CAMPAIGNERS have joined Dartmoor National Park Authority (DNPA) in hailing a landmark legal judgment which has formally confirmed the right of people to wild camping on the moor.

The ‘historic’ Court of Appeal ruling on Monday reaffirmed the right of people to enjoy overnight backpack camping as part of open air recreation on the moor. This right had been challenged by moorland landowner Alexander Darwall who won his case outlawing it, until the DNPA appealed against the decision. The DPA argued wild camping was an ancient tradition and popular pastime on Dartmoor – that gazing at the stars and waking to the sound of the dawn chorus was open air recreation. After the right to wild camp was banned by the High Court last January wildcampers had to seek permission from the landowners, through the DNPA.

Pamela Woods, Chair of Dartmoor National Park Authority, said: “We are delighted with the Court of Appeal’s conclusions in this landmark case. We firmly believed the legislation which formed the focus of this case – the Dartmoor Commons Act – allowed for backpack camping on certain areas of common land as a form of open-air recreation without the need to get landowners permission first.”

Dr Kevin Bishop, Chief Executive/National Park Officer for Dartmoor National Park Authority, said: “Monday’s judgement is a re-affirmation of the right to backpack camp on Dartmoor and secures that right for today and future generations. 

“This means people can experience the joys of backpack camping on Dartmoor, provided everyone follows the leave no trace principle and, critically, only camp in the areas that are identified in the online backpack camping map that is on the authority’s website.”

The Dartmoor Preservation Association (DPA) hailed the judgement as a momentous victory for the spirit of exploration and ensured a connection with the wilderness is preserved for generations. 

Tom Usher, DPA CEO, said: “We are delighted with the court’s decision, it is the right and fair judgement for so many that love Dartmoor. It reaffirms that rights are more valuable than mere permissions. 

“The DPA helped set up a crowdfunding campaign to help pay for the DNPA legal costs. The DPA said the judgement proved that open-air recreation does include the right to backpack camping and that the vast amount of public interest was valid under the law.

A spokesman said: “We are immensely proud of the role we, along with our partners, including The Stars are for Everyone and Open Spaces Society, have played in convincing the National Park to pursue the appeal. This collaborative achievement is a testament to the power of a united community dedicated to preserving the natural beauty and freedom that Dartmoor represents.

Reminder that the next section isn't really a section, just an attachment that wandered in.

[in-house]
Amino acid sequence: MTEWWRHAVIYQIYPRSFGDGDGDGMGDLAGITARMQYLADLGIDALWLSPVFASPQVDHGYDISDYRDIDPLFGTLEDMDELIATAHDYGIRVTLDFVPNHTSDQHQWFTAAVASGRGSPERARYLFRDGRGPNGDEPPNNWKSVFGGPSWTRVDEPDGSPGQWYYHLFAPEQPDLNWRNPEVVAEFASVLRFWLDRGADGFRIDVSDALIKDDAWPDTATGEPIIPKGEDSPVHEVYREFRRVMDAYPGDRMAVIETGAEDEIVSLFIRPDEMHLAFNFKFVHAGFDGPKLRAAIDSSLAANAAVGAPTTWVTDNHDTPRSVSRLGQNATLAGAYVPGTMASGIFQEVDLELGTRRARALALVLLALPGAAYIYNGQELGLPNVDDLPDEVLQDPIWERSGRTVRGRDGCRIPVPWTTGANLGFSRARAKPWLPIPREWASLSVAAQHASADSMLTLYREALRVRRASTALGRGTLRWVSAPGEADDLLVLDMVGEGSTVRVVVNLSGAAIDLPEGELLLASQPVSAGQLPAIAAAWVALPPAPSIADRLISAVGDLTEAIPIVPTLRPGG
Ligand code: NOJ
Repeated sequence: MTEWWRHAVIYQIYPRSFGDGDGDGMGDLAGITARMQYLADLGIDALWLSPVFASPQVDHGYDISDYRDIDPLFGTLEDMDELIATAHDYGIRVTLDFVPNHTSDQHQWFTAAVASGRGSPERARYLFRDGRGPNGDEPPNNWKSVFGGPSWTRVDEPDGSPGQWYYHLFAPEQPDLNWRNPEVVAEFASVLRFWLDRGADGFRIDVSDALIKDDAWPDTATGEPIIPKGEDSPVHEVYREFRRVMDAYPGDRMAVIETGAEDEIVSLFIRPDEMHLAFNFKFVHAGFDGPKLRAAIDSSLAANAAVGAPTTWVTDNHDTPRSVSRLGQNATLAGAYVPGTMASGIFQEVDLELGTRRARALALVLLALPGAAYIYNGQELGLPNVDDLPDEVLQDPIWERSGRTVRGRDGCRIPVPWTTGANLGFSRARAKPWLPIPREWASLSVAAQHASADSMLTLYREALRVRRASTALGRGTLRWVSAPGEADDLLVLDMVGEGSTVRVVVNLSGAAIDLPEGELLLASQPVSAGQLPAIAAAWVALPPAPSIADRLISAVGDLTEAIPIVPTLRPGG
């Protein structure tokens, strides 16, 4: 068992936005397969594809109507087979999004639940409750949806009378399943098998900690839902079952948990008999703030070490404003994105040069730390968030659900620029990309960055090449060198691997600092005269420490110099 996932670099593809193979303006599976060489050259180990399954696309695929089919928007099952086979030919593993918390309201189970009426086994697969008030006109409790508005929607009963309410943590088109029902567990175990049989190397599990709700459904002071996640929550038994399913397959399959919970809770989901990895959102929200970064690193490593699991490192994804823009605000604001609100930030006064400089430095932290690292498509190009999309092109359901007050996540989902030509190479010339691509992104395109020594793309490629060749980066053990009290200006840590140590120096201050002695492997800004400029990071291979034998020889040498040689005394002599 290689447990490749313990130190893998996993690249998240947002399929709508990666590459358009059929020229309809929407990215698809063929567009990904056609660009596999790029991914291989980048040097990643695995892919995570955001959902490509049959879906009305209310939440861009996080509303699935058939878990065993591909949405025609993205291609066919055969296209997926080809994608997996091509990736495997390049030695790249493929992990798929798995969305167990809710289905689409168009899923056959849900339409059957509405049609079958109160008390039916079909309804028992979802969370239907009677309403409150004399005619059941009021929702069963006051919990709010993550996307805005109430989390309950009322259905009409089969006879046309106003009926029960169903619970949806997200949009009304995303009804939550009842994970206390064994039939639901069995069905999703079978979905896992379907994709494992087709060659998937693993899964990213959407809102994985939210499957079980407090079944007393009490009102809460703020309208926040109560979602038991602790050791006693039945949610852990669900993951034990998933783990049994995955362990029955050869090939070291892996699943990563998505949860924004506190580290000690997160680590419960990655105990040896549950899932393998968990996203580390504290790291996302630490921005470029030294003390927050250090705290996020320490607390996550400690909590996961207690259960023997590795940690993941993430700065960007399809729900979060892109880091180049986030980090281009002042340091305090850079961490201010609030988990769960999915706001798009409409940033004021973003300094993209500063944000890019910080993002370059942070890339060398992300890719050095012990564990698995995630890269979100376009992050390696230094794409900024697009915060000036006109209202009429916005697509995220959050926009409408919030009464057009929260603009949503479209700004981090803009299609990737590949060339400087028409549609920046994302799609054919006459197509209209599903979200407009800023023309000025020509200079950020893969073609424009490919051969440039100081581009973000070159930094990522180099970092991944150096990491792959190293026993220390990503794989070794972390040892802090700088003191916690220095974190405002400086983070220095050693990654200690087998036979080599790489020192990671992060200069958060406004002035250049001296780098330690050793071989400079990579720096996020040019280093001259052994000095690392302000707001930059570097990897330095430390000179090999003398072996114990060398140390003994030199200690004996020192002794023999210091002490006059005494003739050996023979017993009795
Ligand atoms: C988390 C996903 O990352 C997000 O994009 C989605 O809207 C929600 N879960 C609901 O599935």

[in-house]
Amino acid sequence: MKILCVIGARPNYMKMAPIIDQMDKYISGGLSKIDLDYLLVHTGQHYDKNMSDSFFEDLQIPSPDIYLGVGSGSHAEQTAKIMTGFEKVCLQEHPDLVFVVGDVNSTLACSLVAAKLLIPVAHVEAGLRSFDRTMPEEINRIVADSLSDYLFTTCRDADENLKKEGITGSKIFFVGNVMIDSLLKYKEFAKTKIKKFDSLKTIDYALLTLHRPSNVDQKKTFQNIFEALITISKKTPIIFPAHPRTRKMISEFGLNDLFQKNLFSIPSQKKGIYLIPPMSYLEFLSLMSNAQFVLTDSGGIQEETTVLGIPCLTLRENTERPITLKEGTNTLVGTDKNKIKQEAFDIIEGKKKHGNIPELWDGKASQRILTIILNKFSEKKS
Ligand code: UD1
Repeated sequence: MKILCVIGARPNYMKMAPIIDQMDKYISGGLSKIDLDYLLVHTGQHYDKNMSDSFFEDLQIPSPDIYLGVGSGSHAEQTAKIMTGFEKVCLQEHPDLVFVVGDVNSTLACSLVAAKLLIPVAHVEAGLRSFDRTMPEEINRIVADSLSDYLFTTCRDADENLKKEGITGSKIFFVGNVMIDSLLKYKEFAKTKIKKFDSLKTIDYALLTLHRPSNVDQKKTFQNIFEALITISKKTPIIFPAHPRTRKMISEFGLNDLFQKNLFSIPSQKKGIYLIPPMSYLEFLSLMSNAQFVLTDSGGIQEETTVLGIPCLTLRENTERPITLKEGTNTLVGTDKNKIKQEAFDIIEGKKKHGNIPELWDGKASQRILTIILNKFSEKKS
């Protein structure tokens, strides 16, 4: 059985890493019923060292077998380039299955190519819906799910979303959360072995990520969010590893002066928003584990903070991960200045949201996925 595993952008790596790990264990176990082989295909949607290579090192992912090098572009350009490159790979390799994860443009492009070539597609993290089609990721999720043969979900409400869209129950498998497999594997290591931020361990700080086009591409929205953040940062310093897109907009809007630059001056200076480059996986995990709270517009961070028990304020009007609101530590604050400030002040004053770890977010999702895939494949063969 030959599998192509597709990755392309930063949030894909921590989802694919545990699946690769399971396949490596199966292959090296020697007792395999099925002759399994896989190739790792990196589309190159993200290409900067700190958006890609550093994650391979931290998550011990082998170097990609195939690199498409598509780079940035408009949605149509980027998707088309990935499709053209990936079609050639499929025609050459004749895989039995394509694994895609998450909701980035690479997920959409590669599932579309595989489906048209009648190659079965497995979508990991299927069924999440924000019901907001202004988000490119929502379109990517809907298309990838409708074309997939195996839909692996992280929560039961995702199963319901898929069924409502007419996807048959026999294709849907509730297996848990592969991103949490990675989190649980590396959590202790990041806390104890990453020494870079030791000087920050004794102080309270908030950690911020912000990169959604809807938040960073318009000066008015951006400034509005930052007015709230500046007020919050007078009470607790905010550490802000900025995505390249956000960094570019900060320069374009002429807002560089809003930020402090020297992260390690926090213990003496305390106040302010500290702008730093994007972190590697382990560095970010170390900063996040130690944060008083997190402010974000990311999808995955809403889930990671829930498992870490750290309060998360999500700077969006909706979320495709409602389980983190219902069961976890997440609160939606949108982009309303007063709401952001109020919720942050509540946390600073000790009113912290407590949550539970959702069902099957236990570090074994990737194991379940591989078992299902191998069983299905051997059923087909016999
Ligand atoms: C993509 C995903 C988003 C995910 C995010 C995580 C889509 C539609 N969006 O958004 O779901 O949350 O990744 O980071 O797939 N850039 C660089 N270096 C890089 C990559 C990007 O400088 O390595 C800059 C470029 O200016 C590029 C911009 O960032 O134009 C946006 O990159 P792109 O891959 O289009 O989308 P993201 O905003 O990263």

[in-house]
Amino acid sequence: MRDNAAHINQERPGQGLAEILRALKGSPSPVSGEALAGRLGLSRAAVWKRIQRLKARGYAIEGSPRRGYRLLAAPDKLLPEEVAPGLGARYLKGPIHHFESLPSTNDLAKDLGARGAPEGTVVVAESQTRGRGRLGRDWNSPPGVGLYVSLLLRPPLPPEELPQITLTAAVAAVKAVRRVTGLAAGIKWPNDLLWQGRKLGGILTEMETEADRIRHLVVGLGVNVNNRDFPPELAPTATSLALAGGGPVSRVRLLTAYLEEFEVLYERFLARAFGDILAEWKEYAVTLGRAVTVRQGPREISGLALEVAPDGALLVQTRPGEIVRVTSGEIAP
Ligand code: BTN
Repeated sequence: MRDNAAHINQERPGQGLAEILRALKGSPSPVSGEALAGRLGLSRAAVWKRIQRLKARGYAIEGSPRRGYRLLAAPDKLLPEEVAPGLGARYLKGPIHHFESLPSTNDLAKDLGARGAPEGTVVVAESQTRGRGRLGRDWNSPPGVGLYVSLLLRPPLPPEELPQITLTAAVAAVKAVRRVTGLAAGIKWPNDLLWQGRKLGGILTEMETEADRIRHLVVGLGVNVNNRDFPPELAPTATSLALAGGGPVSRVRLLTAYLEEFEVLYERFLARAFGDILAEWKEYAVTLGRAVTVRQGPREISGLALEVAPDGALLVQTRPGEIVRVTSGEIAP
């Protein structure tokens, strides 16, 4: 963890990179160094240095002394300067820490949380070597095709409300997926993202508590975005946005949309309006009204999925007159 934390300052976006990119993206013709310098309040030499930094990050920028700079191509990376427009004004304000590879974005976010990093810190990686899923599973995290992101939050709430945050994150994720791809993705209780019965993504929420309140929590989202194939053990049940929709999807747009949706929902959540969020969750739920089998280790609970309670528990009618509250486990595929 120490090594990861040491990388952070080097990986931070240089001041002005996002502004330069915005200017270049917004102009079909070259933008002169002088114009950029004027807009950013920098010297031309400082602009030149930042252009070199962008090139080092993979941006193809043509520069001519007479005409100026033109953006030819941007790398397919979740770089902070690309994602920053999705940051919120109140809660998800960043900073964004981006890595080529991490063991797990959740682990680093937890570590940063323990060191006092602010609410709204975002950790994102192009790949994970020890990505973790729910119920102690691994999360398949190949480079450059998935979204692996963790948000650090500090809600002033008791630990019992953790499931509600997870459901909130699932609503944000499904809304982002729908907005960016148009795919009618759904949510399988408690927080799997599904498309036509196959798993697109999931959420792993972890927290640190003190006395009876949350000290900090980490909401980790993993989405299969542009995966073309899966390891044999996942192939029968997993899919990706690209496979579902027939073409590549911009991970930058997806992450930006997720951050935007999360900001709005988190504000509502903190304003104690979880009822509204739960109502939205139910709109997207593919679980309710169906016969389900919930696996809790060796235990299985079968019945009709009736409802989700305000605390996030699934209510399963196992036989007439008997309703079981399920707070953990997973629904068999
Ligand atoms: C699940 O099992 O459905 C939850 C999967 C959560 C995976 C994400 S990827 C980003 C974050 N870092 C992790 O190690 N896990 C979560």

“We can now embrace a future where the National Park remains a sanctuary for explorers to pitch their tents, immerse themselves in the stunning landscapes, and forge a deeper connection with the natural world.” 

Congratulations to Dartmoor National Park Authority for a historic win on behalf of the public interest. As we celebrate this momentous occasion, the DPA recognises the responsibility that accompanies it. We remain dedicated to our ongoing work, ensuring that Dartmoor’s natural splendour is safeguarded, cherished, and preserved for future generations.

Sam McNeill, who runs Ice Warrior environmental expeditions with husband Jim from Princetown, said: “Finally the law has been applied with good sense and the Court of Appeal has overturned the previous ruling. Those people who already know how to backpack and wild camp properly on Dartmoor can do so again knowing they are within the law. But the interested stakeholders must continue to educate people visiting Dartmoor to curb the anti social behaviour of ‘festival campers’ who don’t understand how to treat Dartmoor with respect”

Lewis Winks, of The Stars are for Everyone, said: “A permission is not the same as a right – and now the court has seen sense and re-established people’s right to camp without needing permission in Dartmoor National Park. “Fundamentally this means that access to a night under the stars on one of the UKs most iconic landscapes now does not rely on the whims of individual landowners but is owned by ordinary people.  We hope this will now serve as a blueprint for other places to follow suit. 

“Nature-connectedness in the UK is the lowest across the whole of Europe. We must extend guaranteed rights of access across the UK. Of course, this has to be done responsibly, no one seeks to destroy the very thing we so need connection to, but we cannot even begin to properly have those discussions until the rights now offered on Dartmoor are extended more widely. 

“For this reason, and encouraged by today’s ruling, we will continue to push for a new Right to Roam Act for England that defends and extends the public’s right to access nature.

“We thank all those that have supported the campaign to date, and thank the officers and members of Dartmoor National Park Authority for pursuing this case.”